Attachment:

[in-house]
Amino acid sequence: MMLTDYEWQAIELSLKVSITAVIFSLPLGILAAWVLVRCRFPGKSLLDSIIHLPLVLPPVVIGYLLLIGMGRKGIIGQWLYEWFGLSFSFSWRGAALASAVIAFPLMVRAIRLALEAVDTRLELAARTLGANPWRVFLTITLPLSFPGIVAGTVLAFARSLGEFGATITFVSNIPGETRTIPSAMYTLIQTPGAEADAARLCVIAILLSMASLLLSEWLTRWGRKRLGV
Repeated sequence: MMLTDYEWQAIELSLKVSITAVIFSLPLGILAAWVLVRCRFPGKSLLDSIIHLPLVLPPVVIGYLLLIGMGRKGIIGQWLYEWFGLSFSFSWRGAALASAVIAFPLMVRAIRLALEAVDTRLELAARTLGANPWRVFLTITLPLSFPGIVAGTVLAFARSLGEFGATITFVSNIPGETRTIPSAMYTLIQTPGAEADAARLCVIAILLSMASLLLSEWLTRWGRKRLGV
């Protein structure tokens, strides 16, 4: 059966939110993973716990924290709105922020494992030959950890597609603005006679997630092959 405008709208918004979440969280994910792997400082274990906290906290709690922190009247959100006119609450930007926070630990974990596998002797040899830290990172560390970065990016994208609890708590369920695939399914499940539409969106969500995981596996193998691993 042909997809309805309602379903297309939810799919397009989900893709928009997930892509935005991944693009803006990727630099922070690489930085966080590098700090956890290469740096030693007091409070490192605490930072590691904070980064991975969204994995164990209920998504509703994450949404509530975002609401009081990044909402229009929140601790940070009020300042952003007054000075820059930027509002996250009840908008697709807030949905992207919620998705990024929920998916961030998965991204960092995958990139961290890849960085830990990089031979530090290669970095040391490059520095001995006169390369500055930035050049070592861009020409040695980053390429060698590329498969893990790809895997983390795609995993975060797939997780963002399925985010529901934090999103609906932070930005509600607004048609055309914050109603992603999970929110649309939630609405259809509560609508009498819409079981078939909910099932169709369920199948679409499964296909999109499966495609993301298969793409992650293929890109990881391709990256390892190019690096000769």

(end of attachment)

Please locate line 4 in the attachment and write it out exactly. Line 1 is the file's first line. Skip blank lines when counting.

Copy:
């Protein structure tokens, strides 16, 4: 059966939110993973716990924290709105922020494992030959950890597609603005006679997630092959 405008709208918004979440969280994910792997400082274990906290906290709690922190009247959100006119609450930007926070630990974990596998002797040899830290990172560390970065990016994208609890708590369920695939399914499940539409969106969500995981596996193998691993 042909997809309805309602379903297309939810799919397009989900893709928009997930892509935005991944693009803006990727630099922070690489930085966080590098700090956890290469740096030693007091409070490192605490930072590691904070980064991975969204994995164990209920998504509703994450949404509530975002609401009081990044909402229009929140601790940070009020300042952003007054000075820059930027509002996250009840908008697709807030949905992207919620998705990024929920998916961030998965991204960092995958990139961290890849960085830990990089031979530090290669970095040391490059520095001995006169390369500055930035050049070592861009020409040695980053390429060698590329498969893990790809895997983390795609995993975060797939997780963002399925985010529901934090999103609906932070930005509600607004048609055309914050109603992603999970929110649309939630609405259809509560609508009498819409079981078939909910099932169709369920199948679409499964296909999109499966495609993301298969793409992650293929890109990881391709990256390892190019690096000769």